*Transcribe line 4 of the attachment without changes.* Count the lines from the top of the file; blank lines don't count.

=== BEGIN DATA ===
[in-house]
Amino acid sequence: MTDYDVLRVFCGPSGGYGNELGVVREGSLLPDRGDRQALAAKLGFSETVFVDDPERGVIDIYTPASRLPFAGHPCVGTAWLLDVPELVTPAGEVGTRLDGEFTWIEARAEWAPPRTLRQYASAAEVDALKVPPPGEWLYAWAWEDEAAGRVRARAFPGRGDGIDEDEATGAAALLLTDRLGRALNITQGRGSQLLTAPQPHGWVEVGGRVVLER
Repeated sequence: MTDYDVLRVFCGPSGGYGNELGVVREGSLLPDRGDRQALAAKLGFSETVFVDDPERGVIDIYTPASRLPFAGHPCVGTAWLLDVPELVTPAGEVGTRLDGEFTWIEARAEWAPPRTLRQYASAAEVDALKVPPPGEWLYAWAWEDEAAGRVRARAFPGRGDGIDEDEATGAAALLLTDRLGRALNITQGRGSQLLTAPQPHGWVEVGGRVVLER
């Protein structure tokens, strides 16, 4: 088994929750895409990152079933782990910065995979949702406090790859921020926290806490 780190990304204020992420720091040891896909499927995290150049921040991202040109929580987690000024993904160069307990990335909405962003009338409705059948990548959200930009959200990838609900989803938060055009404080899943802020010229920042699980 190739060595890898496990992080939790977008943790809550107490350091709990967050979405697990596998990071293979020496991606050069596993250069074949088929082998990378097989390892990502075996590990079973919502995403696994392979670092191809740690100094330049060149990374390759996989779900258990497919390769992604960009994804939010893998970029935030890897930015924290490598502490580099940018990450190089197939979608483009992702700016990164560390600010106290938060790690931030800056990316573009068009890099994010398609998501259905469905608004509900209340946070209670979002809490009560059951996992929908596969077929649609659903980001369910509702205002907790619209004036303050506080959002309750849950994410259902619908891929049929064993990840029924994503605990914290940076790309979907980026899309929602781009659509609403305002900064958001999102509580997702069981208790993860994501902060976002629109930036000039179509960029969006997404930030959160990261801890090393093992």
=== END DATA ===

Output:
């Protein structure tokens, strides 16, 4: 088994929750895409990152079933782990910065995979949702406090790859921020926290806490 780190990304204020992420720091040891896909499927995290150049921040991202040109929580987690000024993904160069307990990335909405962003009338409705059948990548959200930009959200990838609900989803938060055009404080899943802020010229920042699980 190739060595890898496990992080939790977008943790809550107490350091709990967050979405697990596998990071293979020496991606050069596993250069074949088929082998990378097989390892990502075996590990079973919502995403696994392979670092191809740690100094330049060149990374390759996989779900258990497919390769992604960009994804939010893998970029935030890897930015924290490598502490580099940018990450190089197939979608483009992702700016990164560390600010106290938060790690931030800056990316573009068009890099994010398609998501259905469905608004509900209340946070209670979002809490009560059951996992929908596969077929649609659903980001369910509702205002907790619209004036303050506080959002309750849950994410259902619908891929049929064993990840029924994503605990914290940076790309979907980026899309929602781009659509609403305002900064958001999102509580997702069981208790993860994501902060976002629109930036000039179509960029969006997404930030959160990261801890090393093992």